Happy New Year to you, Carolyn, and to everyone here! Wishing blessings of peace, joy, and good health to all.

    Liked by 1 person

    1. Hello Meghan and thank you so much for telling us about your heart art. I too have become a heart collector (including an antique non-working chandelier hanging in my bedroom with dozens of little hearts – metal, fabric, glass, you name it – hanging from it). Each one is beautiful, and comes with a story.

      I love the idea of your art exhibition (and associated heart health info!) at your local cafe. At the University of British Columbia, medical students can participate in a Heartfelt Art heart-themed exhibit each year – with gorgeous anatomically correct hearts created in everything from watercolours to wire mesh or wool. They were all on display at the huge Canadian Cardiovascular Congress in Vancouver in October!

      Thanks for your wonderful comment, and good luck creating your own Vision Poster for 2018!


  2. Thank you so much for your blogs and book!! It’s the one place I don’t feel minimized as a woman… I survived a STEMI heart attack this year after being sent home 6 months before with the same symptoms because they didn’t see a problem on an angiogram even though the troponin was elevated at that time….

    This time they were able to retrieve the clot and stent the LAD but still don’t see a “problem” with any other heart areas. To say I am expecting another event for no reason is no small issue… now the cardiac doctor says he doesn’t need to see me for 8 more months (or until another event).

    I called and changed it because I need the reassurance for my mental health….too bad if they don’t agree….

    Liked by 1 person

    1. Thanks for your kind words, Chris. Your story is, sadly, familiar to many other women whose symptoms have been “minimized”. Unless ER docs see significant diagnostic test results that clearly point to a heart attack, they are unlikely to admit that woman to hospital. In your case, elevated cardiac enzymes on your troponin blood tests should have been a big red flag.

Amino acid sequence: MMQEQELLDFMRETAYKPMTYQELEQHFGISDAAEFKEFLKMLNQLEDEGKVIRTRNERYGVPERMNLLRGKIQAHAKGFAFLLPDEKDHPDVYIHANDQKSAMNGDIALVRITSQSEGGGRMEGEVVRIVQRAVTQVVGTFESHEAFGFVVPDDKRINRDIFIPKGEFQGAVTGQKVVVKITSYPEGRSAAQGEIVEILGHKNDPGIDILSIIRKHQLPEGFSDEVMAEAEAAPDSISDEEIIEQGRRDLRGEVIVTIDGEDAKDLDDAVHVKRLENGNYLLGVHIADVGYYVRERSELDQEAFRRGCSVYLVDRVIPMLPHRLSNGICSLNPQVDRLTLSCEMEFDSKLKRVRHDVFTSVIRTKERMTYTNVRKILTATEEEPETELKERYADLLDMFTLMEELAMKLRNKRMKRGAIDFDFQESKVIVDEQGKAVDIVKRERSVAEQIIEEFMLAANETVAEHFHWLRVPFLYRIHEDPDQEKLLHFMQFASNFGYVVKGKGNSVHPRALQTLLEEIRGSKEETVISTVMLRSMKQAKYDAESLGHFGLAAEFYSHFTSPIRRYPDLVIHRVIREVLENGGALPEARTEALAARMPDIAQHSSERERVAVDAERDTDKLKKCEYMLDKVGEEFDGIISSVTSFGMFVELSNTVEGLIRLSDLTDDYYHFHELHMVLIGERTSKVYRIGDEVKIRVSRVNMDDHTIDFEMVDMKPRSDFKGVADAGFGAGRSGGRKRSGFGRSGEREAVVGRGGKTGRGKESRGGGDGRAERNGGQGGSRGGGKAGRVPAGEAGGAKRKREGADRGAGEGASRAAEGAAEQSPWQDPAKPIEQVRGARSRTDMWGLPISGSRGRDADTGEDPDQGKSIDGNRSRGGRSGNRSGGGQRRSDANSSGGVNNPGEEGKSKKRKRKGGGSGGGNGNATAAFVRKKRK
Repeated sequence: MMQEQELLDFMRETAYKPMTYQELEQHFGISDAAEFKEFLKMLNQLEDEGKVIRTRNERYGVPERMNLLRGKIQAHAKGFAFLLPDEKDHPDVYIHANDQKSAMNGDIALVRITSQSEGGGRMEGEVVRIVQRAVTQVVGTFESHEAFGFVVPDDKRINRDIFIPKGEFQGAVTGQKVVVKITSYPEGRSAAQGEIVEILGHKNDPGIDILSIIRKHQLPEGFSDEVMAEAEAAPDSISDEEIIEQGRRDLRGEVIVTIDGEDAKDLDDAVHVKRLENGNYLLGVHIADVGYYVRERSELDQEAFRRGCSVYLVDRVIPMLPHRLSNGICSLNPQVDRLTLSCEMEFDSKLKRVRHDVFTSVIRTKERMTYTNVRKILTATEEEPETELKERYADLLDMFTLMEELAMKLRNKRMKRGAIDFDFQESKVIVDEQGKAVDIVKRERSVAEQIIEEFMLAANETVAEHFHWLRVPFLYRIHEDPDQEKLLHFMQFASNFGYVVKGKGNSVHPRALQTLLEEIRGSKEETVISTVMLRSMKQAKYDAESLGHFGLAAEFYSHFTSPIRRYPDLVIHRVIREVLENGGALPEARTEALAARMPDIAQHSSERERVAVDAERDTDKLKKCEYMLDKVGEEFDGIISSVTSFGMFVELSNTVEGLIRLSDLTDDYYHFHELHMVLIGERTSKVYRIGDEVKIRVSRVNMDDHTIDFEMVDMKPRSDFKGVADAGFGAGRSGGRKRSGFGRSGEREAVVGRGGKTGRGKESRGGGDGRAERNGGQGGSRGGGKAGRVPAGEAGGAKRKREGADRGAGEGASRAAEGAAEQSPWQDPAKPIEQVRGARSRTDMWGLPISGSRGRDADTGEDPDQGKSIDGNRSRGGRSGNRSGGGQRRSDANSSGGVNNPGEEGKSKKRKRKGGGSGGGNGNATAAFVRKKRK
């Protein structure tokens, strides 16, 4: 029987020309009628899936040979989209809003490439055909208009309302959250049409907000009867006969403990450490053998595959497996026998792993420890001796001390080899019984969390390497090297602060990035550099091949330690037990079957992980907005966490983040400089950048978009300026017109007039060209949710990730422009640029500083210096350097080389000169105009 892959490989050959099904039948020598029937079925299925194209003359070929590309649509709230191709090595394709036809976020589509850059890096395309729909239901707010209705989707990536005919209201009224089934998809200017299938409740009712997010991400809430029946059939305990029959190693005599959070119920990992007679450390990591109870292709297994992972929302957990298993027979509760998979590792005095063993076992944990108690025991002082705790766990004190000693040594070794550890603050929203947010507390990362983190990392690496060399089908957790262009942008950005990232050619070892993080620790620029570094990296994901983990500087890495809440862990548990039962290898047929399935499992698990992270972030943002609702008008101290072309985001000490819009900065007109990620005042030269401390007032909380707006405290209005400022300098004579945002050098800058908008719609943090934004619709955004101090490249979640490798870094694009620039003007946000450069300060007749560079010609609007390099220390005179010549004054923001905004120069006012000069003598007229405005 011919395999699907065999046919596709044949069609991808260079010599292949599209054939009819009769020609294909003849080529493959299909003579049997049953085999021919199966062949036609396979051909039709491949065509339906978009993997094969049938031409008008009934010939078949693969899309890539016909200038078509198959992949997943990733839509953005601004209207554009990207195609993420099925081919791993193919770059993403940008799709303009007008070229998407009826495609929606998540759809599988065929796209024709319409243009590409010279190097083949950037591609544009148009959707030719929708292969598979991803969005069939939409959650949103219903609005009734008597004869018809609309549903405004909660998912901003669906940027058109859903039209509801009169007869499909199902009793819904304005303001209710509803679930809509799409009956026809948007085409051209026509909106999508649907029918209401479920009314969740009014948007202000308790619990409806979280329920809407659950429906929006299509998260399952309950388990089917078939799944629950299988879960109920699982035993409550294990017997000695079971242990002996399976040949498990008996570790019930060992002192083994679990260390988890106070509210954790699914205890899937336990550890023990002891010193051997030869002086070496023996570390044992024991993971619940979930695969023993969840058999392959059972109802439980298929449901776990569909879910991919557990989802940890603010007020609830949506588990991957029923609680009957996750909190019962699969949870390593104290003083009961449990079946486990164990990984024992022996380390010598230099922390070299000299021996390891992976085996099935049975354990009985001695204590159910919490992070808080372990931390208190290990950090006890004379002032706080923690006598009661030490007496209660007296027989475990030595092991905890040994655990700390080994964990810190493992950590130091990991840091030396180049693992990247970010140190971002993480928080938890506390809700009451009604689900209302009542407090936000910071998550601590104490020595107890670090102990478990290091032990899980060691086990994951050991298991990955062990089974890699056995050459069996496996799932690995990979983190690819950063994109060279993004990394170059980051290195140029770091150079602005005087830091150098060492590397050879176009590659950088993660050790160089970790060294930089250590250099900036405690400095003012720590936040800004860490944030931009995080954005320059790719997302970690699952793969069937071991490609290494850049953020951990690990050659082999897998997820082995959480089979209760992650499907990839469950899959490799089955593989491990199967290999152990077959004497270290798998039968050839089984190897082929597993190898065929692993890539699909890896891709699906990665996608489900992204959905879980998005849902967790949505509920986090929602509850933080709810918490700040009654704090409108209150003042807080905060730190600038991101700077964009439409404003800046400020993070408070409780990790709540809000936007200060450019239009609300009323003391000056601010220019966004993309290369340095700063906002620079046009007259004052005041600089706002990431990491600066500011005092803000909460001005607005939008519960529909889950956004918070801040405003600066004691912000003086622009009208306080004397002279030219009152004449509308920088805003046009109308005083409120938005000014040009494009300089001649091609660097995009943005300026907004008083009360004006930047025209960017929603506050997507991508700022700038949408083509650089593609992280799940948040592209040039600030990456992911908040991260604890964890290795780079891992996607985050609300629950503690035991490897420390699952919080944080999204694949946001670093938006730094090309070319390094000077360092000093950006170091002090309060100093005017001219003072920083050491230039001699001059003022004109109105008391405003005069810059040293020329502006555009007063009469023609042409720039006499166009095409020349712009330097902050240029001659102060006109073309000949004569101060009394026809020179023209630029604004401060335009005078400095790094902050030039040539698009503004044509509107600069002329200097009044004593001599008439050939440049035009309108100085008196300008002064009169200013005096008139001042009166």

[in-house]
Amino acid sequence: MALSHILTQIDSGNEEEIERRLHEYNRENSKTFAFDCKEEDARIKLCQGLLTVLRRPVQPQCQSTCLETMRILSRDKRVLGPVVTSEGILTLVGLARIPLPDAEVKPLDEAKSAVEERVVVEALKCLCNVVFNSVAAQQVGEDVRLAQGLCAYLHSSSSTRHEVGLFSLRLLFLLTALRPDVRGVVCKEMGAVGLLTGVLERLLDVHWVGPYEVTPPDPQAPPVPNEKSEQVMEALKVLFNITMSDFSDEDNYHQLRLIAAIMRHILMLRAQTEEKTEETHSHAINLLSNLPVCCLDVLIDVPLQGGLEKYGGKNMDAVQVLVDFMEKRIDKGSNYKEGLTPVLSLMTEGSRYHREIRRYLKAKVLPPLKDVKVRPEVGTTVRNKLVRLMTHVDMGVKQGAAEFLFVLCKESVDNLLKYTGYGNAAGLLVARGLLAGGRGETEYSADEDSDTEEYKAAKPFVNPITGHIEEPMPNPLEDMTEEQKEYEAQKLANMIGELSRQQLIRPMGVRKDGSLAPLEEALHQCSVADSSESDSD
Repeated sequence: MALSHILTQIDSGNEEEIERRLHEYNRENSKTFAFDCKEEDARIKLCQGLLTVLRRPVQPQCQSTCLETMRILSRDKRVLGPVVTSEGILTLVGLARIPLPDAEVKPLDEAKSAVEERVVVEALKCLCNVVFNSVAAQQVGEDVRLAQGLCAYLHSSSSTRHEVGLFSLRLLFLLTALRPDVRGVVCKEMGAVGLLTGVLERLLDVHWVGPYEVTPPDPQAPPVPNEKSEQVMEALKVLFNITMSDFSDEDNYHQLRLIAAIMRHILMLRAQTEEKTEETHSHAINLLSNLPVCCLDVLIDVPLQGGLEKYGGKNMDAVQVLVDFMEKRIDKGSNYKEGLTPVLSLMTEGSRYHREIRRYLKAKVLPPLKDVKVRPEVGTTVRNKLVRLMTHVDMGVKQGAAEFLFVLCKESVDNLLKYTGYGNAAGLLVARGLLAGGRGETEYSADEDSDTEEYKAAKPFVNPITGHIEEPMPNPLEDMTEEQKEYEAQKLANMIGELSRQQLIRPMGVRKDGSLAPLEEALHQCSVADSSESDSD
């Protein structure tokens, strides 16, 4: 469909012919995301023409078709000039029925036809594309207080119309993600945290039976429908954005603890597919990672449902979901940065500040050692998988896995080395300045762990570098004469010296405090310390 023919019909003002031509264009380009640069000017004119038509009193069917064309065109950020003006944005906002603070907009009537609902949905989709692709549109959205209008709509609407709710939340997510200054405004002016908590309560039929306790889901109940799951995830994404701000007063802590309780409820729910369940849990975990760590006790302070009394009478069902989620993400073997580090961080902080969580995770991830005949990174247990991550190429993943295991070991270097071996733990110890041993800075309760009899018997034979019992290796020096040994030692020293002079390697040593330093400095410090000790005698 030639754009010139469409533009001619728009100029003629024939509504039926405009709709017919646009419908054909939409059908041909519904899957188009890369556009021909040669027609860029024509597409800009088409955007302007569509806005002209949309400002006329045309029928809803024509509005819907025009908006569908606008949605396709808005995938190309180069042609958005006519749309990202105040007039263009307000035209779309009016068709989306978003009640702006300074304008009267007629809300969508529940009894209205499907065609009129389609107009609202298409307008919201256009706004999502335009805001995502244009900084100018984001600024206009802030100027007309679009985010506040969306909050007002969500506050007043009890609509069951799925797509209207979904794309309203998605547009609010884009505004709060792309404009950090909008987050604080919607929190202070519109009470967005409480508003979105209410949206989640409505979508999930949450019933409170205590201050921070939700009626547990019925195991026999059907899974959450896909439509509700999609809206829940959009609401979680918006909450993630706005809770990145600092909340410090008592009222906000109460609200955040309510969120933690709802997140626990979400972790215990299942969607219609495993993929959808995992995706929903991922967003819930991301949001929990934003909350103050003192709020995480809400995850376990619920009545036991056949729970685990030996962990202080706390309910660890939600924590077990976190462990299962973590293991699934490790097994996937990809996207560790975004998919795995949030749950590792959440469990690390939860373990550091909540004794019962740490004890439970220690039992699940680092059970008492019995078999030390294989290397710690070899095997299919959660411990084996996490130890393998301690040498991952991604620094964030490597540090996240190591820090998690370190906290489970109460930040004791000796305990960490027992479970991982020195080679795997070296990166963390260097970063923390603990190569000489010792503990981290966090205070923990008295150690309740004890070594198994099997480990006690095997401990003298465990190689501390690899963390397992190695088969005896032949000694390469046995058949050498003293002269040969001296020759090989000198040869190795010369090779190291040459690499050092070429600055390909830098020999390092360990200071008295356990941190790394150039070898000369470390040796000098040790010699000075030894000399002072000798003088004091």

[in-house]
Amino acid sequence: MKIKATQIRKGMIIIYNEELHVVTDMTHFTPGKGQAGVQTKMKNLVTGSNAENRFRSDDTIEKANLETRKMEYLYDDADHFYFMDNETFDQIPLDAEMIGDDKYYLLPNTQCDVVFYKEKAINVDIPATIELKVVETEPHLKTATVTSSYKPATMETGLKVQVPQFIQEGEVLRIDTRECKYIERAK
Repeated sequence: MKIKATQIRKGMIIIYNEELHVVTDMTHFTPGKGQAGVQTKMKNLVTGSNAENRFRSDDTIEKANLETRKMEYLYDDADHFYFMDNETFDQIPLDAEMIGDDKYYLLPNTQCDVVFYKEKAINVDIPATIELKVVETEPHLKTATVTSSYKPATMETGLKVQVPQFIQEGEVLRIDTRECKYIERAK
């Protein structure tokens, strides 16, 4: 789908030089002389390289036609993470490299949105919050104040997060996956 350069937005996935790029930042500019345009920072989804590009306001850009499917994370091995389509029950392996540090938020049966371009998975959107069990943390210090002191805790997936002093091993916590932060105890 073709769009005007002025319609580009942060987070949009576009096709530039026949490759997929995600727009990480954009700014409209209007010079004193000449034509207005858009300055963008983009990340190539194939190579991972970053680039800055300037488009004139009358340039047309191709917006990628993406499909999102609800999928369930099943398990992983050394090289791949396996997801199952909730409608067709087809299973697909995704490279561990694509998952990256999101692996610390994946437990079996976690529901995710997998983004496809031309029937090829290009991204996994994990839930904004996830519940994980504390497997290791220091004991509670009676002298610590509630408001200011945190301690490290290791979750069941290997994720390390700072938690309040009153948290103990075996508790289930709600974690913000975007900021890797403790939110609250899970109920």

But keep in mind that it’s quite possible (and indeed very common) for women to have a major blockage in one coronary artery only yet no other blockages in other arteries, so your cardiologists may be absolutely correct in their assessment that there are no other problems in other areas. I’m glad you have an earlier follow-up appointment now, but listen carefully to your cardiologist’s explanation and ask as many questions as you can about your heart health. Do not leave the office until you feel reassured and informed, and meanwhile try hard not to expect catastrophe when none exists – because that fretting is NOT good for your heart! Best of luck to you…


Your opinion matters. What do you think?

Fill in your details below or click an icon to log in: Logo

You are commenting using your account. Log Out /  Change )

Twitter picture

You are commenting using your Twitter account. Log Out /  Change )

Facebook photo

You are commenting using your Facebook account. Log Out /  Change )

Connecting to %s